There are a few obstacles in the way of Hazara’s great food. Service is certainly one. Wrangling someone to take your order is easy enough – they are only too eager to listen as you tick off the ¥45 masala chai, ¥35 naan, ¥228 lamb leg, ¥18 mango chutney, ¥200 punjab-style prawns, 10 percent service charge... (You don’t actually have to order that one, though it’d be nice if you could send it back.) The four-figure price tag per couple is obviously another problem. Once you’ve ordered, give up on the service. If they’re not holding open the kitchen door to shout orders to the cooks, diner-style, they might be in the corner service station on cell phones. Or disappeared.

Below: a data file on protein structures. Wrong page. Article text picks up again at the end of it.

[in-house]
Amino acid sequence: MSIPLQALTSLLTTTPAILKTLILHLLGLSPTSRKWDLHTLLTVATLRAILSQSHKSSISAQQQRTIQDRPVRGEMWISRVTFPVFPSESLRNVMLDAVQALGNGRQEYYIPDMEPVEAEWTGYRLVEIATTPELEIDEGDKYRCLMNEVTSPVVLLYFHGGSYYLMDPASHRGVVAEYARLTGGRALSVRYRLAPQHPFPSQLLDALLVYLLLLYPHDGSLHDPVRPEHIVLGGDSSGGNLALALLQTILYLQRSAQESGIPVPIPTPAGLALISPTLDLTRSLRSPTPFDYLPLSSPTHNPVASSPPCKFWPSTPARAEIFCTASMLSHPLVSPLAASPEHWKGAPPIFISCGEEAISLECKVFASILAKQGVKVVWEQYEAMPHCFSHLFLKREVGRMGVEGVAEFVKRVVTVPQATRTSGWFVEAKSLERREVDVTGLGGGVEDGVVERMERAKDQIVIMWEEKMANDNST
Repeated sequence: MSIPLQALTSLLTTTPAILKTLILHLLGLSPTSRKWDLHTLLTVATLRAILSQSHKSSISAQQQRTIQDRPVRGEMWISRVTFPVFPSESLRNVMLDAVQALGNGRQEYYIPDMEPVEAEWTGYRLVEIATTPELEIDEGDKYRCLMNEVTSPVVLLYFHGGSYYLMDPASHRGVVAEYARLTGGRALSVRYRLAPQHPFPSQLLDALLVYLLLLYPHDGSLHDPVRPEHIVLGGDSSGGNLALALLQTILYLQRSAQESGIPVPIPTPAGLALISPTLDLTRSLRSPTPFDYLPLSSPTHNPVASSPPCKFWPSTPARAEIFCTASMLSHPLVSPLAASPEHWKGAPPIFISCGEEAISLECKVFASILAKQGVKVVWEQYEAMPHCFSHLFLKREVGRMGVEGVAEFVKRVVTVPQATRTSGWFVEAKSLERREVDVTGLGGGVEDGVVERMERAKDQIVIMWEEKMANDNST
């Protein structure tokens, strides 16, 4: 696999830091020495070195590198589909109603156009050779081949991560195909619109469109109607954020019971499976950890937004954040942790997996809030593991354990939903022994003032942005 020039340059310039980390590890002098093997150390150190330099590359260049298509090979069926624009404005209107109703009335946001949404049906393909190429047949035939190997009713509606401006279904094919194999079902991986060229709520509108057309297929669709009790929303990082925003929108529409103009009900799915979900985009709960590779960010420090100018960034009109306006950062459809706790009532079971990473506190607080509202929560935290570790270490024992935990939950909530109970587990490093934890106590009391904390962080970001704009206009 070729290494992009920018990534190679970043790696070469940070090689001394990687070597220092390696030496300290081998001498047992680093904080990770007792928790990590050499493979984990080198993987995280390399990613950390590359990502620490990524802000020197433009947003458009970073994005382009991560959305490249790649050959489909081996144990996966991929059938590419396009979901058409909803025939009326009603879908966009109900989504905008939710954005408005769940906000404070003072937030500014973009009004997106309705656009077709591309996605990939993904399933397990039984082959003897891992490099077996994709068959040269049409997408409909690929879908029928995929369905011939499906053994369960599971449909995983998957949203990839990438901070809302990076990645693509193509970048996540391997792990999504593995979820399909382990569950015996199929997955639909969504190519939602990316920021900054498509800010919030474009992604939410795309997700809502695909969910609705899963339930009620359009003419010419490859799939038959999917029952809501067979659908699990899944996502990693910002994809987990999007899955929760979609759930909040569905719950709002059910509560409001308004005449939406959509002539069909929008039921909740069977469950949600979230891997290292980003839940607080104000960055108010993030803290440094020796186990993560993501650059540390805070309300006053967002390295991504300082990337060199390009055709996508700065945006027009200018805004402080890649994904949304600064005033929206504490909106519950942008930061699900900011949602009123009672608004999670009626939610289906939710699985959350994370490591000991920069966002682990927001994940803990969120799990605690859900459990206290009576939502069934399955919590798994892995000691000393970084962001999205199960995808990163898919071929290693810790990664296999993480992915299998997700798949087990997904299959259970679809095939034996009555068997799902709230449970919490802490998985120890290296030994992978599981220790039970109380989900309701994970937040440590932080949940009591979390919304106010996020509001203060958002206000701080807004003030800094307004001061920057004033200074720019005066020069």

The decor, once a cozy tent, has been reduced to a boxy afterthought to owner Face Group’s other luxe interests – Visage, Lan Na Thai, Face Bar. Any time other than lunch, when the verdant grounds of the Ruijin Hotel are visible, Hazara feels like a trailer selling Indian homewares. Get through all of that and the payoff is worth it: outstanding Indian food. Raan e Hazara, their namesake plate of amazingly moist, shredded leg of lamb marinated in cardamom, bay leaves, and other unnamed Indian spices and roasted in the tandoor oven, is remarkable. The ¥200 prawns, tawa heenga, are bathed in a creamy, tomato-based sauce with a deft mix of spice – complex without a single overwhelming note. Creamy, spicy dhaal Hazara (the house’s dal makhani); cashew nut chaat with cucumber, onion and tomato; okra folded into a sauce of onion, ginger, green chili, and tomato – all excellent. Shame about the roadblocks you’ve got to navigate to get to them. All cards.